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It used to be met with great anticipation. The Labor Day weekend marked the end of a long, hot summer, meant to be exciting, but quickly grown dull. September meant buying new clothes, reuniting with old friends, and stories to dish.
It can again. Along with Back to School Night and Homecoming, September is also High School Reunion time for more than a few classes.
When I told people I was going to attend my 20th high school reunion (Foothill High, Class of ’82, FYI) the most common response was “Why?!” The number of exclamation points attached varied from person to person, some using cartoonish elongation of the syllable and hand gestures to punctuate their disgust and disbelief.
My cousin had attended freshman and sophomore years of high school with me and we had long ago decided we would team up for the 20. We were looking forward to the event, but we seemed to be alone.
This assessment proved to be fairly accurate when I learned the party had almost been cancelled due to lack of interest. The “planning committee” was less than diligent in tracking down potential attendees and the number hovered precariously around 50 until the week before the planned date when the already committed began calling the formerly unreachable and the number swelled to a respectable 130.
The event itself was nothing more than an overpriced dinner party at that picturesque hotel off of Highway 160; pleasant ballrooms, lovely grounds, and seedy accommodations that my cousin referred to as “the cellblocks,” as in “turn left at the cellblocks and drive all the way to the back. Our room has a window, thank god!” But the party had a life of its own.
We walked around the “lake” and the swimming pool, and the concert venue, and the bar, and down the hall, following the signs that bore our alma mater’s mustang, glowing more with sweat than anticipation.
In the eleventh grade when my cousin and I decided we would commemorate the 20th with our class, it had been a long time away.
Three months ago when my cousin booked her trip, it had seemed like a little slice of Grease.
On the endless walk from room to reunion hall, one zit prominent half an inch below my lower lip, another clinging diligently to the side of my nose, carrying an extra twenty (or so) pounds in saddlebags below my waist, I felt more like Carrie on the way to prom.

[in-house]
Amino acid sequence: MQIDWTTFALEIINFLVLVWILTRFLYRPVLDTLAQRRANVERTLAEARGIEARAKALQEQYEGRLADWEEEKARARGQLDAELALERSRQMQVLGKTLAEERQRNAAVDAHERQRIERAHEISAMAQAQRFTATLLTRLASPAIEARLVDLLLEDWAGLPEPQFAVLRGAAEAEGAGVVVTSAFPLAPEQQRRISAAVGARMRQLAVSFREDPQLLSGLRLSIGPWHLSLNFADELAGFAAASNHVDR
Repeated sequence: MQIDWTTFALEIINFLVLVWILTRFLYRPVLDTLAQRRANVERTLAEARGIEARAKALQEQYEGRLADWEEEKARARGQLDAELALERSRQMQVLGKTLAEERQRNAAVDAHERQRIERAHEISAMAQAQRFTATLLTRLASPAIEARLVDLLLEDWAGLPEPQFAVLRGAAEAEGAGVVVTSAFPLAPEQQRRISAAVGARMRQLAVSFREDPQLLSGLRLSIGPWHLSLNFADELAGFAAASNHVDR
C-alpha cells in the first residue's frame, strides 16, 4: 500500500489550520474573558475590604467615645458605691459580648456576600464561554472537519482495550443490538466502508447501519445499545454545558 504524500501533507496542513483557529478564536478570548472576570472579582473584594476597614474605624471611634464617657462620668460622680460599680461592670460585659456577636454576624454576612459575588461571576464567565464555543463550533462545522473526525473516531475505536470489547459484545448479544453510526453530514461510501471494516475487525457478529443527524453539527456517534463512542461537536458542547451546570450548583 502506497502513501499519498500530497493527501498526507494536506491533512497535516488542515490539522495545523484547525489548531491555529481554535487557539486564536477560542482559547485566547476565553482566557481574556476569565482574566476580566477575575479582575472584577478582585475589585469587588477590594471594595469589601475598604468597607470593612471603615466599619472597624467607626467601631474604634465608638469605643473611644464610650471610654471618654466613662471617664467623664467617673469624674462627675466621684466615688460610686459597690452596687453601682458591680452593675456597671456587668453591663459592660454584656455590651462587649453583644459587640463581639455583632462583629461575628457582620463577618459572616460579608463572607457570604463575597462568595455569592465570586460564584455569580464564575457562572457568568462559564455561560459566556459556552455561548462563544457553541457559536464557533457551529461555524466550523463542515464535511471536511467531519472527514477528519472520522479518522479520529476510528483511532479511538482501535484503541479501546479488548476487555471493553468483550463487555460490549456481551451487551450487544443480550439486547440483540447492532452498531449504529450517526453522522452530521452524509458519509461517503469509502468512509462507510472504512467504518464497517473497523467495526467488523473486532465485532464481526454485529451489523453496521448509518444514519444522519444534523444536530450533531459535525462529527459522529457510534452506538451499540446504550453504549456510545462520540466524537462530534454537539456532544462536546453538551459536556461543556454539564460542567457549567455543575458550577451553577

Silly me! From the moment we hit the check-in table (where I was erroneously marked “unpaid,” but allowed to pass) the party was a blast. A blast!
First of all, I was apparently much more popular in high school than I realized, which is the ideal reunion revelation. People had stories to tell about me, men had crushes to reveal—cute men—and, like the gang at Cheers, everybody knew my name.
Well, everyone who mattered. A lot of them were probably lying, and I loved them all the more for it.
I was fatter than some and thinner than others—just like high school—and, as the evening wore on, it mattered less and less. We were divorced, had kids, didn’t have kids, remembered when we were kids. Right away it became apparent that everyone could find something to talk about for five minutes after 20 years.
By high school standards, it turned out pretty well.
Only two people fell down on the dance floor, only one ex-football player swam in the scenic man-made lake, nobody threw up and nobody punched anybody else out. I—president of the French and Forensics clubs who failed government and was prohibited from graduating with my class-- hung out with two football players, a renegade cheerleader, and a burnout all night.
At one point, the cheerleader decided we should go to a strip club so she could audition (we did, she didn’t), and the hotel management knocked on the door twice to ask us to turn the music down.
We drifted apart around 4:30 when the cheerleader fell asleep on the couch. For me, the evening ended as all good high school events should, sleep-deprived and shoeless, watching the sun come up.
2 cool + 2B = 4 gotten.
Tips for Reunion Revelry
1) Go. This is not high school; you can leave at any time. There will be people there whom you would never want to be, and this will feel great. Frequently, they will be people you did want to be while still in high school. This feels even better.
2) Leave your spouse at home. A spouse is an albatross around your neck as you crane it to see who the chick is that had the guts to bare her midriff. People you have never once mentioned, and never plan to see again will bore your spouse. A significant other cannot laugh at old jokes without lengthy explanations. They inhibit your ability to flirt shamelessly and often. Spouses are baggage. This includes you. Reunion-related family activities are the exception.
3) Get a room. Give yourself the opportunity to revel after last call, host an impromptu slumber party, fix your make-up at your leisure, and eliminate the temptation to drive home when only you think you’re sober.
4) Go! Do not be swayed by the scaredy-cats who affect disdain, only to go home and play At Seventeen over and over on their turntables. And, if possible, talk your classmates into going—who better to dish with later!